Ending Gender-Based Violence is Critical: Breakthrough India’s Pan-Asia Summit
NEW DELHI, March 2, 2022 /PRNewswire/ — Breakthrough India’s Pan-Asia Summit ‘Reframe’ kick-started today with an insightful discussion on what it will entail to end Gender-Based Violence in the next 10 years. The 3-day Pan-Asia summit ‘Reframe’ has brought together non-profit organizations, industry experts, thought leaders and media to discuss ways to create a future without Gender-based Violence. The summit aims to develop specific areas of advocacy for concrete guidance on prevention and redressal of Gender-based Violence and Gender Based Discrimination (GBD).
Breakthrough has been working on addressing violence & discrimination against women and girls for over 2 decades by focusing on transformation of patriarchal norms and narratives across India. The organization enables young change makers to transform themselves and others by building their leadership in making violence unacceptable.
Sohini Bhattacharya, in her welcome address, said, “The aim of this regional summit is to co-create a future agenda in the Asian context, including setting priorities, sharing of strategies for achieving and measuring progress on preventing Gender–Based Violence and Discrimination. Leveraging the opportunity provided to us with the launch of Generation Equality Forum, in 2020, advancing a shared agenda on Gender–based Violence specifically for Asia is important for two reasons. While national level advocacy is important to move national level commitments aligned to SDG goal 5, regional coalitions and partnerships play a central role to align efforts and resources at a regional level. It also enables strengthening the roll-out and implementation of a multi-sectoral response to urgently address gender-based violence; with a particular focus on women and girls in all their diversities across this vast and diverse region.”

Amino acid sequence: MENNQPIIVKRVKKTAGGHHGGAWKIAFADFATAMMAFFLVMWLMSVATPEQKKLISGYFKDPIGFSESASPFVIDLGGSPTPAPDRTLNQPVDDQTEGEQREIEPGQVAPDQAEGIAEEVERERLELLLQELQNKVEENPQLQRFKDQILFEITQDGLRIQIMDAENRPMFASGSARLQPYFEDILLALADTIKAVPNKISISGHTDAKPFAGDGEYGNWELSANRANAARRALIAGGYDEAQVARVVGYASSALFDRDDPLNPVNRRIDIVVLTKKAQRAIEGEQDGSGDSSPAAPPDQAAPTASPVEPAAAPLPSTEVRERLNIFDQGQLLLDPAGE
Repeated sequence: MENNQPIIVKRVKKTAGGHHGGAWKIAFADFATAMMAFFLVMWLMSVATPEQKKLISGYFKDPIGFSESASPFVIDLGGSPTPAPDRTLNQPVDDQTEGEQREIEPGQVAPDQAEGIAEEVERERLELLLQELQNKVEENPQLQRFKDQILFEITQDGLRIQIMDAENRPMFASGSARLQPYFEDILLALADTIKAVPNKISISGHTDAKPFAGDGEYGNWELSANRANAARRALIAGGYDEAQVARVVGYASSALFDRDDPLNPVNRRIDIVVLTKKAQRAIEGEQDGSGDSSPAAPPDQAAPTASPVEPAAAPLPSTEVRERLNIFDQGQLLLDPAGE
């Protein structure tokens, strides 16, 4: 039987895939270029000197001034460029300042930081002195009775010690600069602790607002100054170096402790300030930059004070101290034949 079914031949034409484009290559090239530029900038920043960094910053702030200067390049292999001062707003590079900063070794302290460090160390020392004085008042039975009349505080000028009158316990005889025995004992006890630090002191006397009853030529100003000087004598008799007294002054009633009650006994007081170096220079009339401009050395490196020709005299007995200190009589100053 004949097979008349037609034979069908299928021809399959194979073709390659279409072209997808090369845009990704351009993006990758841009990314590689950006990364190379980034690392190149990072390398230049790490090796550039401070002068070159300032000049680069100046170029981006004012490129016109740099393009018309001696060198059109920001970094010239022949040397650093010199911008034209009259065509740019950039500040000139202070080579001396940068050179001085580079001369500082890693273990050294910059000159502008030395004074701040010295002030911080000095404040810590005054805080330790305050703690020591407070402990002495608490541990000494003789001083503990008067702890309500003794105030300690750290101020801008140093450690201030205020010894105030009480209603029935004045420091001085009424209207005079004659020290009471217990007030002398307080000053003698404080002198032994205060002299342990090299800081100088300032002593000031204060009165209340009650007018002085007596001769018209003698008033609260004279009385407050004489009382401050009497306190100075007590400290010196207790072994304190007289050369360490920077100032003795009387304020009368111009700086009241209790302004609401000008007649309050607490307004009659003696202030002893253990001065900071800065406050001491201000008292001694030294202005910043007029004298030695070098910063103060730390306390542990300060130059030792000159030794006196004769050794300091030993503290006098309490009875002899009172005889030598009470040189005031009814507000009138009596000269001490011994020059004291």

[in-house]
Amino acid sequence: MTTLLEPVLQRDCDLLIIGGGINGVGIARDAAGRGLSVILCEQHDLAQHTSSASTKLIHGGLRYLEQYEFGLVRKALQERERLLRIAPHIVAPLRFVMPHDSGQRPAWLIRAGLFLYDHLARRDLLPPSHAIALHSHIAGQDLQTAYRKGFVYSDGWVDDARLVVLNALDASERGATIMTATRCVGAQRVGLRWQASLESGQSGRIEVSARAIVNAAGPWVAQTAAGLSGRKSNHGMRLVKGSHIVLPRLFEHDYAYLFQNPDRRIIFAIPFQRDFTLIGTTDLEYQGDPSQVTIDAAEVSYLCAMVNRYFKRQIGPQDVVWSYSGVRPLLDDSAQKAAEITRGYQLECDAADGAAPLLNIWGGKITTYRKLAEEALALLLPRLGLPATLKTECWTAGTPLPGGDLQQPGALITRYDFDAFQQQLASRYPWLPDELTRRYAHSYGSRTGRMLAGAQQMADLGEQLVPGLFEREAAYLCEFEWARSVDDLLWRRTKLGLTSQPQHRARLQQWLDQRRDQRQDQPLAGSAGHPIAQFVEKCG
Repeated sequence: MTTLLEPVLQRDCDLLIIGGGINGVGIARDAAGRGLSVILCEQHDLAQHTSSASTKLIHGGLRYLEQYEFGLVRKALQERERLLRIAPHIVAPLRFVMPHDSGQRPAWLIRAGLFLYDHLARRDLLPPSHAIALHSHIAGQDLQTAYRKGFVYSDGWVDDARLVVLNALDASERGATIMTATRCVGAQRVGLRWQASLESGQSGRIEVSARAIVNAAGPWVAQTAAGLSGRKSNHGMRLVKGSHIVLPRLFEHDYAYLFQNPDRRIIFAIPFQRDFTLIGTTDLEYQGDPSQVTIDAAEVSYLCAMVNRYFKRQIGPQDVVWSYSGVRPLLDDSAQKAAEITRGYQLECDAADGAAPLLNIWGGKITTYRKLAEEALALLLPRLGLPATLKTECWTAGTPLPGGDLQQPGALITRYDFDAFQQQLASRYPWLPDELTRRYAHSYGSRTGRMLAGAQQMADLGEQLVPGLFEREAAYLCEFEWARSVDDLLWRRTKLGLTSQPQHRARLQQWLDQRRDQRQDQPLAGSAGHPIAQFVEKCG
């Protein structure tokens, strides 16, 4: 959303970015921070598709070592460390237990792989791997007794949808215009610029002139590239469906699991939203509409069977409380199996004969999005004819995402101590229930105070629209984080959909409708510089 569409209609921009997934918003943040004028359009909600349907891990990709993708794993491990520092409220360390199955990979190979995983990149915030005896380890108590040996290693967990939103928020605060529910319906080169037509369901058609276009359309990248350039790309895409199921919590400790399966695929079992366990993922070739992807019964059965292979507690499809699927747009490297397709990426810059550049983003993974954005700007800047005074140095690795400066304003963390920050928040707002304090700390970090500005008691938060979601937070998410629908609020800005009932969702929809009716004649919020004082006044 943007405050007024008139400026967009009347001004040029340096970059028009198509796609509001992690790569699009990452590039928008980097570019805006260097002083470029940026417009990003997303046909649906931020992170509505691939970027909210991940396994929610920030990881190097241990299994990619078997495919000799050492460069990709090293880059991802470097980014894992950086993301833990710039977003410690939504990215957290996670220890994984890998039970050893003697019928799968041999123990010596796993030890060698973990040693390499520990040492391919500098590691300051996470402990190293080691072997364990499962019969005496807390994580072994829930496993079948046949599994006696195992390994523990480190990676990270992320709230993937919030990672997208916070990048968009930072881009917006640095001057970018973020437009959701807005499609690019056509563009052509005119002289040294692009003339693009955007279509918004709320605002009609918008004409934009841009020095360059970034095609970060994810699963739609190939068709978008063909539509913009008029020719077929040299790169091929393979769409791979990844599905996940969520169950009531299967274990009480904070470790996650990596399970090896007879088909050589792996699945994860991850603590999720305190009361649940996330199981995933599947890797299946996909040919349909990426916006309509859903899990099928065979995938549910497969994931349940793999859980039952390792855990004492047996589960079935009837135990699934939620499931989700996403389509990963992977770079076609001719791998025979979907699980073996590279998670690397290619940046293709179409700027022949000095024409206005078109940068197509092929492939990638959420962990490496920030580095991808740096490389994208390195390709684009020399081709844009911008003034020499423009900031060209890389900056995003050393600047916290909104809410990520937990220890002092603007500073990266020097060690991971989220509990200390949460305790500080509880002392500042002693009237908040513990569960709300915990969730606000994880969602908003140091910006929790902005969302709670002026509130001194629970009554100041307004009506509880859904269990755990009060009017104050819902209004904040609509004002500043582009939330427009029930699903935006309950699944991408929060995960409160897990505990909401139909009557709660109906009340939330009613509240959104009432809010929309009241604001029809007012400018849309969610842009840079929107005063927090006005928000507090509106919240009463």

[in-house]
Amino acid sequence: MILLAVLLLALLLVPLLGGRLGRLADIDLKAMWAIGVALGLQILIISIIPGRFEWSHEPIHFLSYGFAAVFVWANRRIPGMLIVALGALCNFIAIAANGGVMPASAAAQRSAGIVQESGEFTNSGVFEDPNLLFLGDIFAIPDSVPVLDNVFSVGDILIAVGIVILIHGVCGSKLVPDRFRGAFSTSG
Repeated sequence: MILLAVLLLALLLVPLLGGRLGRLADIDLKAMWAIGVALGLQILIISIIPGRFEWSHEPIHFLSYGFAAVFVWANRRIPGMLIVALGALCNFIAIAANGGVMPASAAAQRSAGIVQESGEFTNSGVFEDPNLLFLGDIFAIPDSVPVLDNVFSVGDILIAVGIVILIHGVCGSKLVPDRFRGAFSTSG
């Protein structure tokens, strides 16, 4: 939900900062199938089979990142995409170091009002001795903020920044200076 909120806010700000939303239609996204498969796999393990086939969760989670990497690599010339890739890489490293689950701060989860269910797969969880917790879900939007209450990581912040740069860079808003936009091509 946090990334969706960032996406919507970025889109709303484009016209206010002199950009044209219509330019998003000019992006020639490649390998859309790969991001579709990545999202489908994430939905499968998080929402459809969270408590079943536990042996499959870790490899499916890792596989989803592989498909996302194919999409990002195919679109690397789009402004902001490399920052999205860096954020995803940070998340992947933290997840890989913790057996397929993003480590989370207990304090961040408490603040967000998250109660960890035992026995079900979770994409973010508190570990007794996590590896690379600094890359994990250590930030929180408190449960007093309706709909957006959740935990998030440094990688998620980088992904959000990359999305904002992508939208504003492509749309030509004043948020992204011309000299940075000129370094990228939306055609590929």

The surge of violence has disproportionately affected those who were already most likely to experience GBV – those facing intersecting and compounding oppressions on the basis of gender, race, class, ability, sexual orientation and other characteristics. Adolescent girls, in particular, have faced a range of issues that are likely to increase their risk of facing GBV across their lifetimes, including being pulled out of school, being refused access to sexual and reproductive health information and services, and being forced to marry early, which are all risk factors for later GBV. Ten million more girls are at risk of becoming child brides by 2030.
Wangshu Lian, an LGBTI activist with Common Language and Chinese Lala Alliance, said, “Building agency and leadership are two critical components at the heart of combatting Gender-Based Violence. Feminist civil society organizations supporting marginalized communities should be empowered with agency and technical know-how to tackle Gender-Based Violence. Additionally, funding needs to be prioritized for these organizations to drive social change.”